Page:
Rules of Civility was the buzz book this summer at my internship. First, Penguin ran a really clever Twitter campaign inviting followers to invent their own rules of civility (my rule: Thou shalt not walk in the streets in NYC if thou art a tourist. Because you won’t watch where you’re going. And then you’ll get hit by a cab.), then the book hit the New York Times bestseller list, and then my boss told me how much she loved it and how she thought I’d like it too. So, I took a glance at the jacket copy, and once I saw 1930s and New York City, I was sold. When it arrived at my library, I had to force myself not to crack it open immediately and finish the book I was already reading. With all the excitement, though, came wariness: would this book really live up to the hype?
Within the first ten pages, the answer was clearly yes.
Rules of Civility follows working class girl Katey Kontent through two years of climbing New York’s economic and social ladder. It begins on New Year’s Eve of 1937, and Katey and her friend Eve are at a bar in the Village, trying to stretch $3 as far as it will go. Enter Tinker Grey, a young and well-off gentleman who immediately captures the interests of both of the girls. They start spending time together, with the girls showing Tinker how they have a good time while low on cash, but all of that comes to a screeching halt when the three of them get into an accident and Eve is severely wounded. As the driver, Tinker feels responsible and nurses Eve back to health, and they begin a relationship. Katey copes with her wounded feelings by getting a new job and throwing herself into the hedonistic social scene of the idle rich. When Tinker and Eve break up, he and Katey start seeing each other again, but very soon afterwards, Katey learns that Tinker is not what he seems.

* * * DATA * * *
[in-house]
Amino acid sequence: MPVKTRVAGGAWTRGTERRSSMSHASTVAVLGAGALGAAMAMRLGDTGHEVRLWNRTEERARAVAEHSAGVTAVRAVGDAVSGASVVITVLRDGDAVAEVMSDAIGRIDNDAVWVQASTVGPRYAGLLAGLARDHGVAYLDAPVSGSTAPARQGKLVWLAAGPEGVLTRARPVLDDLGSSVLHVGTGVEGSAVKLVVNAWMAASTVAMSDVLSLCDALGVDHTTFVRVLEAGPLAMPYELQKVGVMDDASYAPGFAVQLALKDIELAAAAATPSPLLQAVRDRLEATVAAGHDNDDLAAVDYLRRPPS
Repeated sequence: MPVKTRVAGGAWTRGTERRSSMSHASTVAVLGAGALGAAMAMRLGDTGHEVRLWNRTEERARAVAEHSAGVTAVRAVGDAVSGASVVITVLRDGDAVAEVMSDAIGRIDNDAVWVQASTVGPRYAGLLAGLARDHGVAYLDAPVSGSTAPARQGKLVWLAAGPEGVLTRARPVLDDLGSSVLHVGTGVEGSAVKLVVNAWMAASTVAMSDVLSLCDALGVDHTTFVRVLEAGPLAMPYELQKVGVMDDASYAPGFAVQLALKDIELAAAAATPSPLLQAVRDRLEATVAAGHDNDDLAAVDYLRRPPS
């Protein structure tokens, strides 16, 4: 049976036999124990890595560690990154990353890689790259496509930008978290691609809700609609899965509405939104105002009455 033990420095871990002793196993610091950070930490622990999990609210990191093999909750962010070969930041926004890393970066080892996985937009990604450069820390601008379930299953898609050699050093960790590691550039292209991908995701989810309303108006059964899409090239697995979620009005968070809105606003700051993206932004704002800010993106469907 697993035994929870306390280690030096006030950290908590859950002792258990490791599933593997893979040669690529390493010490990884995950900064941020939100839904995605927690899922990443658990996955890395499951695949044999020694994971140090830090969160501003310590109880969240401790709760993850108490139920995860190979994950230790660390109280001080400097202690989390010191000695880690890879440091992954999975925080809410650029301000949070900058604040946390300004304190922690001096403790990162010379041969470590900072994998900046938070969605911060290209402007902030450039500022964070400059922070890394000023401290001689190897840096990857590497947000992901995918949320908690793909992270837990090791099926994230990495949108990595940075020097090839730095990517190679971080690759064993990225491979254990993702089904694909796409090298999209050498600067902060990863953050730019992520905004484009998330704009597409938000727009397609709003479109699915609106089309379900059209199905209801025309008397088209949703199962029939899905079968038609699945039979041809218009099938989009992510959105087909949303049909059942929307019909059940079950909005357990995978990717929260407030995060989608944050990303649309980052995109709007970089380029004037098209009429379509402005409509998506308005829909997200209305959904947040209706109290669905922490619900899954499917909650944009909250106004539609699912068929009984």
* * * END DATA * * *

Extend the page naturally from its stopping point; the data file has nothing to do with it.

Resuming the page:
Amor Towles is a brilliant storyteller who, I felt, truly captured the New York City of the 1930s. From the jazz clubs, to the big houses on Long Island, to the Conde Nast offices, each place was so perfectly atmospheric. I was also really fascinated by the aimlessness of the characters as they made their way through their upwardly mobile lives; it was almost Gatsby-like, only a bit more accessible for me because these people were my age and going through similar things. And I loved the way Towles swung back and forth between the rich kids and the bohemian crowd; the different personalities brought such color to the story and kept me reading.
Some may be a little dissatisfied by the way things end. I admit that I would have liked a little more information about Katey’s life, post-Tinker, but as the story is really about the two of them, I can see why the author would choose not to discuss it.
I can’t wait for this book to come out in paperback. I must own it!